Health, as defined by the World Health Organization, is "a state of complete physical and social well-being and not the absence of disease or infirmity." This definition has been subject to controversy. Health may be defined as the ability to adapt and manage physical and social challenges throughout life; the meaning of health has evolved over time. In keeping with the biomedical perspective, early definitions of health focused on the theme of the body's ability to function. An example of such a definition of health is: "a state characterized by anatomic and psychological integrity. In 1948, in a radical departure from previous definitions, the World Health Organization proposed a definition that aimed higher: linking health to well-being, in terms of "physical and social well-being, not the absence of disease and infirmity". Although this definition was welcomed by some as being innovative, it was criticized as being vague, excessively broad and was not construed as measurable. For a long time, it was set aside as an impractical ideal and most discussions of health returned to the practicality of the biomedical model.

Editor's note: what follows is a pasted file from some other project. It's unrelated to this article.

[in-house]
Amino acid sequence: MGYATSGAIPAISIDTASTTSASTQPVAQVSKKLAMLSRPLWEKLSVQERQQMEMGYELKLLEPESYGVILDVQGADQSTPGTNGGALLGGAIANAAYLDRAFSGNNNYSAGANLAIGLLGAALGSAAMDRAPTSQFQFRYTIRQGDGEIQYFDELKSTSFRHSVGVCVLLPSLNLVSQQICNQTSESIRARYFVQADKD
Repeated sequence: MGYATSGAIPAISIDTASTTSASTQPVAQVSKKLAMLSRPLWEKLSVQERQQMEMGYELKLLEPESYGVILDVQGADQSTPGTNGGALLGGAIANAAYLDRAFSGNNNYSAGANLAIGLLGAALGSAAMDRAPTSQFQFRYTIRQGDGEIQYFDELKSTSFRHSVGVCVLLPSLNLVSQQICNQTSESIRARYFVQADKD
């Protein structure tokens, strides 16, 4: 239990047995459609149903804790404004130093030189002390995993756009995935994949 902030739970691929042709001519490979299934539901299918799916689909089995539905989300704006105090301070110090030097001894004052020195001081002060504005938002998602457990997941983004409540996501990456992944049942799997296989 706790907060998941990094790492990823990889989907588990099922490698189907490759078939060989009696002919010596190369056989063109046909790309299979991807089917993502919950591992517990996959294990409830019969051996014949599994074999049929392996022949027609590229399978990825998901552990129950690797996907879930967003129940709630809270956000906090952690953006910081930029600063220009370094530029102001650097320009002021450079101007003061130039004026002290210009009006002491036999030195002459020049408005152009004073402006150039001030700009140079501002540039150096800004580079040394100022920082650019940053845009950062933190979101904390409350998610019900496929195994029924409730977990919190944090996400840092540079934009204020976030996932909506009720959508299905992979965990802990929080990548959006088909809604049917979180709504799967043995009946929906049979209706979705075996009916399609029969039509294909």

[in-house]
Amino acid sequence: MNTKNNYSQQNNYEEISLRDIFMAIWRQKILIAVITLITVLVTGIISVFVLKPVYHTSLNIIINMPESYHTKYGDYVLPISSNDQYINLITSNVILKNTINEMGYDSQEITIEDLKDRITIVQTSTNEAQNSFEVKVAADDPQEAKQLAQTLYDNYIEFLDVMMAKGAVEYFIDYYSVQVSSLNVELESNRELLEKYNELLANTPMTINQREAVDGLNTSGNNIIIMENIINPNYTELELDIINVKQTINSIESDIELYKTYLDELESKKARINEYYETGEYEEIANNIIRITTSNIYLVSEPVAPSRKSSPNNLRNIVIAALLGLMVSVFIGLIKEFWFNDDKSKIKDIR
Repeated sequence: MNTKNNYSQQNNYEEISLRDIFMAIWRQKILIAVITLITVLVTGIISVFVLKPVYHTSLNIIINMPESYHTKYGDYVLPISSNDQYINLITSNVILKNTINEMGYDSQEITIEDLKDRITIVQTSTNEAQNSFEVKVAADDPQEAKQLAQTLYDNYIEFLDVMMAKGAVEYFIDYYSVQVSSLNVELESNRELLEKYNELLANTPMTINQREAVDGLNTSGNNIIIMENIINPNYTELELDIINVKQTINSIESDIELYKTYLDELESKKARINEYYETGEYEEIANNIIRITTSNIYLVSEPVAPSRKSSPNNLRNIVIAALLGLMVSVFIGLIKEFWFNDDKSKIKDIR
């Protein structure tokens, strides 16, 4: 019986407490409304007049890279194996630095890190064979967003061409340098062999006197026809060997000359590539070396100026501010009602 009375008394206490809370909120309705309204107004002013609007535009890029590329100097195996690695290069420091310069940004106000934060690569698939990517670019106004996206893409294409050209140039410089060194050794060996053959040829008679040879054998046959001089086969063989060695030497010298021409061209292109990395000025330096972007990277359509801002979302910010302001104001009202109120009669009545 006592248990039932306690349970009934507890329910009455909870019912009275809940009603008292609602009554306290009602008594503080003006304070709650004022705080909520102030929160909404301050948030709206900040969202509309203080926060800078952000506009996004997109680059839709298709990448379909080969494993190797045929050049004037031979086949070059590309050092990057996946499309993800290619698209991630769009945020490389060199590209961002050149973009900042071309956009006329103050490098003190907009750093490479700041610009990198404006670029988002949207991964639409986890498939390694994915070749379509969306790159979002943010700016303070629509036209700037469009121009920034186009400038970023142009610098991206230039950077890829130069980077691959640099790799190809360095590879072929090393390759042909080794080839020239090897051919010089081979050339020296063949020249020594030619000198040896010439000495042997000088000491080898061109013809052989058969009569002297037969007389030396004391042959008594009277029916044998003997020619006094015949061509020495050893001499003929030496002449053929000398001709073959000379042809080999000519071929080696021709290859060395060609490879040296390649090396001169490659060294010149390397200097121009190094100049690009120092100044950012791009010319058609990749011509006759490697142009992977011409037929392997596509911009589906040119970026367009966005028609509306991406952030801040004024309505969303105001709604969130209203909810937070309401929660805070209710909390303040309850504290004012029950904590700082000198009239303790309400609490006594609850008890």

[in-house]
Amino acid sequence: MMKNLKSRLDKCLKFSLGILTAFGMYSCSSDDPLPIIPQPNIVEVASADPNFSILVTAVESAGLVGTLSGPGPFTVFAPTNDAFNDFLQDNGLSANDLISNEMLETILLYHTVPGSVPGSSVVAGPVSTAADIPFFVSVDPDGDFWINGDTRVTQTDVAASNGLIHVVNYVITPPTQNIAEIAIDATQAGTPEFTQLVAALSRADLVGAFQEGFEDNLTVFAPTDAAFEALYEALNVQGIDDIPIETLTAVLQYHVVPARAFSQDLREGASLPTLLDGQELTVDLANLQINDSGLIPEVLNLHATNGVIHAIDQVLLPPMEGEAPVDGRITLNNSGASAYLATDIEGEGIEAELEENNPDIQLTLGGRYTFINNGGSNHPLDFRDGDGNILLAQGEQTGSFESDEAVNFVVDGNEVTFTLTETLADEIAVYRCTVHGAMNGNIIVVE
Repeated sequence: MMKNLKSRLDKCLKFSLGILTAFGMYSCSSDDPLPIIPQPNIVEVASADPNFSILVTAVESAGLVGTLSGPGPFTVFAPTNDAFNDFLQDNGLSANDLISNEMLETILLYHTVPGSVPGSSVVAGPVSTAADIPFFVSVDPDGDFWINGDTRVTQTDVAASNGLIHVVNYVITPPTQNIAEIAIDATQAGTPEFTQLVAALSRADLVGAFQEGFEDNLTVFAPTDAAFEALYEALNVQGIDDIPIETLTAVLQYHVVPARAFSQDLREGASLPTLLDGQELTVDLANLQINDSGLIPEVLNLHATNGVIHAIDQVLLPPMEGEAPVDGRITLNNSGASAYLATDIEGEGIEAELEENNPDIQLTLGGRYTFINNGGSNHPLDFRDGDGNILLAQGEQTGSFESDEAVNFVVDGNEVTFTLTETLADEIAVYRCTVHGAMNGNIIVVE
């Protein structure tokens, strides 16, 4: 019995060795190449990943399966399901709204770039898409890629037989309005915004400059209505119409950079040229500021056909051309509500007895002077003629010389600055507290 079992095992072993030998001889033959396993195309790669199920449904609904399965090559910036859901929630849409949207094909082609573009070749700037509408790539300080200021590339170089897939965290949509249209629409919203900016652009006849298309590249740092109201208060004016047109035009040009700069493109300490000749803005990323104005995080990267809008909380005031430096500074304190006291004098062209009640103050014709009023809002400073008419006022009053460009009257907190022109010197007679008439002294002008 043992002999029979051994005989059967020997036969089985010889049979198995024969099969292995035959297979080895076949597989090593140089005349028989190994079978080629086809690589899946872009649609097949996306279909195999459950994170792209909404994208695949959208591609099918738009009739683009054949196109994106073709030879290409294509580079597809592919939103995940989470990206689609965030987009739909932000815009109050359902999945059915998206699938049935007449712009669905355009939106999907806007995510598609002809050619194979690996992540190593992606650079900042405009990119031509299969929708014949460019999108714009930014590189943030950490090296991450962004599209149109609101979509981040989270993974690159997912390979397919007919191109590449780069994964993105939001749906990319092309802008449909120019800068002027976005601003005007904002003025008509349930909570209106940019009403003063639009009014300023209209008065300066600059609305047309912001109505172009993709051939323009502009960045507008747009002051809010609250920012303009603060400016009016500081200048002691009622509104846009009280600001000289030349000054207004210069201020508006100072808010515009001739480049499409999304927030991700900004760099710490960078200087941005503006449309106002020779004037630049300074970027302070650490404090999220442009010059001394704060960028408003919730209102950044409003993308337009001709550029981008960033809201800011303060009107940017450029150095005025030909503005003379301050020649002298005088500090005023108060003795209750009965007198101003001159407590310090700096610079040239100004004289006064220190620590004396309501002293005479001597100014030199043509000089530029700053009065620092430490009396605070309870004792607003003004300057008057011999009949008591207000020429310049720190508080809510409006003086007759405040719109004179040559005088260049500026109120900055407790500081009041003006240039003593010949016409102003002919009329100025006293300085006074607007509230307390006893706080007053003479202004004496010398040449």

Just as there was a shift from viewing disease as a state to thinking of it as a process, the same shift happened in definitions of health. Again, the WHO played a leading role when it fostered the development of the health promotion movement in the 1980s; this brought in a new conception of health, not as a state, but in dynamic terms of resiliency, in other words, as "a resource for living". 1984 WHO revised the definition of health defined it as "the extent to which an individual or group is able to realize aspirations and satisfy needs and to change or cope with the environment. Health is a resource for not the objective of living. Thus, health referred to the ability to recover from insults. Mental, intellectual and social health referred to a person's ability to handle stress, to acquire skills, to maintain relationships, all of which form resources for resiliency and independent living; this opens up many possibilities for health to be taught and learned. Since the late 1970s, the federal Healthy People Initiative has been a visible component of the United States’ approach to improving population health.